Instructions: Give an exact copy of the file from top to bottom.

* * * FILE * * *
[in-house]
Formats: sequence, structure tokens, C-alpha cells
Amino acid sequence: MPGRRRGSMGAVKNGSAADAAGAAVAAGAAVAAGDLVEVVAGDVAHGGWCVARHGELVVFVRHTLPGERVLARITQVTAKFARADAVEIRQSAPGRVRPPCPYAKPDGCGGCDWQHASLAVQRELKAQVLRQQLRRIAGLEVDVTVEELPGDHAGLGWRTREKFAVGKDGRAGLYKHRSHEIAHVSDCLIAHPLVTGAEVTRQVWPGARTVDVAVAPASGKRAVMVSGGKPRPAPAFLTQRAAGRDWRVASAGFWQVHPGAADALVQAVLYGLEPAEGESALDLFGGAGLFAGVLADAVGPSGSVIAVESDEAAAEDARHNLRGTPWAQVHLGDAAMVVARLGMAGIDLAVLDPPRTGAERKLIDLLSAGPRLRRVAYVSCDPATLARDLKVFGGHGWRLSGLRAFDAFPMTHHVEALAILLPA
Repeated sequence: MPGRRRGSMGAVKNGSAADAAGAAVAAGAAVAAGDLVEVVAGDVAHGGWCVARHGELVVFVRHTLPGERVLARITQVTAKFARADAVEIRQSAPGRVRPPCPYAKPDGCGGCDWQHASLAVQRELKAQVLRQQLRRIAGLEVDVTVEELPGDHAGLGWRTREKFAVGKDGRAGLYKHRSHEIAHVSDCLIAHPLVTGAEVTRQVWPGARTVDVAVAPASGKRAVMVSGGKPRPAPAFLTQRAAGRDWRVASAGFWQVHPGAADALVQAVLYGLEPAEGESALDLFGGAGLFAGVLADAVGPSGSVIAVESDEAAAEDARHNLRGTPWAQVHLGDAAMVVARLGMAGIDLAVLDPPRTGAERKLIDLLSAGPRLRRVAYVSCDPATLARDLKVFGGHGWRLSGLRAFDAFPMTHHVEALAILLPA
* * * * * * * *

[in-house]
Formats: sequence, structure tokens, C-alpha cells
Amino acid sequence: MPGRRRGSMGAVKNGSAADAAGAAVAAGAAVAAGDLVEVVAGDVAHGGWCVARHGELVVFVRHTLPGERVLARITQVTAKFARADAVEIRQSAPGRVRPPCPYAKPDGCGGCDWQHASLAVQRELKAQVLRQQLRRIAGLEVDVTVEELPGDHAGLGWRTREKFAVGKDGRAGLYKHRSHEIAHVSDCLIAHPLVTGAEVTRQVWPGARTVDVAVAPASGKRAVMVSGGKPRPAPAFLTQRAAGRDWRVASAGFWQVHPGAADALVQAVLYGLEPAEGESALDLFGGAGLFAGVLADAVGPSGSVIAVESDEAAAEDARHNLRGTPWAQVHLGDAAMVVARLGMAGIDLAVLDPPRTGAERKLIDLLSAGPRLRRVAYVSCDPATLARDLKVFGGHGWRLSGLRAFDAFPMTHHVEALAILLPA
Repeated sequence: MPGRRRGSMGAVKNGSAADAAGAAVAAGAAVAAGDLVEVVAGDVAHGGWCVARHGELVVFVRHTLPGERVLARITQVTAKFARADAVEIRQSAPGRVRPPCPYAKPDGCGGCDWQHASLAVQRELKAQVLRQQLRRIAGLEVDVTVEELPGDHAGLGWRTREKFAVGKDGRAGLYKHRSHEIAHVSDCLIAHPLVTGAEVTRQVWPGARTVDVAVAPASGKRAVMVSGGKPRPAPAFLTQRAAGRDWRVASAGFWQVHPGAADALVQAVLYGLEPAEGESALDLFGGAGLFAGVLADAVGPSGSVIAVESDEAAAEDARHNLRGTPWAQVHLGDAAMVVARLGMAGIDLAVLDPPRTGAERKLIDLLSAGPRLRRVAYVSCDPATLARDLKVFGGHGWRLSGLRAFDAFPMTHHVEALAILLPA